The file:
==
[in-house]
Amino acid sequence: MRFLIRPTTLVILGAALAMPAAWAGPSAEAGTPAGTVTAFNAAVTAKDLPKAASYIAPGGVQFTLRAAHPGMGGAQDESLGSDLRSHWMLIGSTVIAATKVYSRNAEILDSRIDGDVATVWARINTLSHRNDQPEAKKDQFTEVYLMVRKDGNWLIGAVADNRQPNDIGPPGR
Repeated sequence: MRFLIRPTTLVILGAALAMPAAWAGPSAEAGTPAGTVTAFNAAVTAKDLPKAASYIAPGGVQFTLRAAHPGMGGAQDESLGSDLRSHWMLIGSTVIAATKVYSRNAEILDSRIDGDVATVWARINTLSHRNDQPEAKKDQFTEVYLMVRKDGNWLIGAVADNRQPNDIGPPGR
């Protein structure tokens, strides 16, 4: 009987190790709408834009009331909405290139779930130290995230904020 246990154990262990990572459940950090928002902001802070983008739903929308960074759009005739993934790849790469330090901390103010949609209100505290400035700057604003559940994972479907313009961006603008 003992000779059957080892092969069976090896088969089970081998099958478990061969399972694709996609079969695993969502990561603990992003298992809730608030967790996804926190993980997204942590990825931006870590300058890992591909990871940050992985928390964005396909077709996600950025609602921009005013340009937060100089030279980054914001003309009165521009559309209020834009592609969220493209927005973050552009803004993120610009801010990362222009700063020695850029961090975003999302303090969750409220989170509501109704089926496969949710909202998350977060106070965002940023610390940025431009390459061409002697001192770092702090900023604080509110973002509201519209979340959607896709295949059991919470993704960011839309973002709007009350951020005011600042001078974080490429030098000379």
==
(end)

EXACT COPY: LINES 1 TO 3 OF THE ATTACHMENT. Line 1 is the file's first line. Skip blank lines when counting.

[in-house]
Amino acid sequence: MRFLIRPTTLVILGAALAMPAAWAGPSAEAGTPAGTVTAFNAAVTAKDLPKAASYIAPGGVQFTLRAAHPGMGGAQDESLGSDLRSHWMLIGSTVIAATKVYSRNAEILDSRIDGDVATVWARINTLSHRNDQPEAKKDQFTEVYLMVRKDGNWLIGAVADNRQPNDIGPPGR
Repeated sequence: MRFLIRPTTLVILGAALAMPAAWAGPSAEAGTPAGTVTAFNAAVTAKDLPKAASYIAPGGVQFTLRAAHPGMGGAQDESLGSDLRSHWMLIGSTVIAATKVYSRNAEILDSRIDGDVATVWARINTLSHRNDQPEAKKDQFTEVYLMVRKDGNWLIGAVADNRQPNDIGPPGR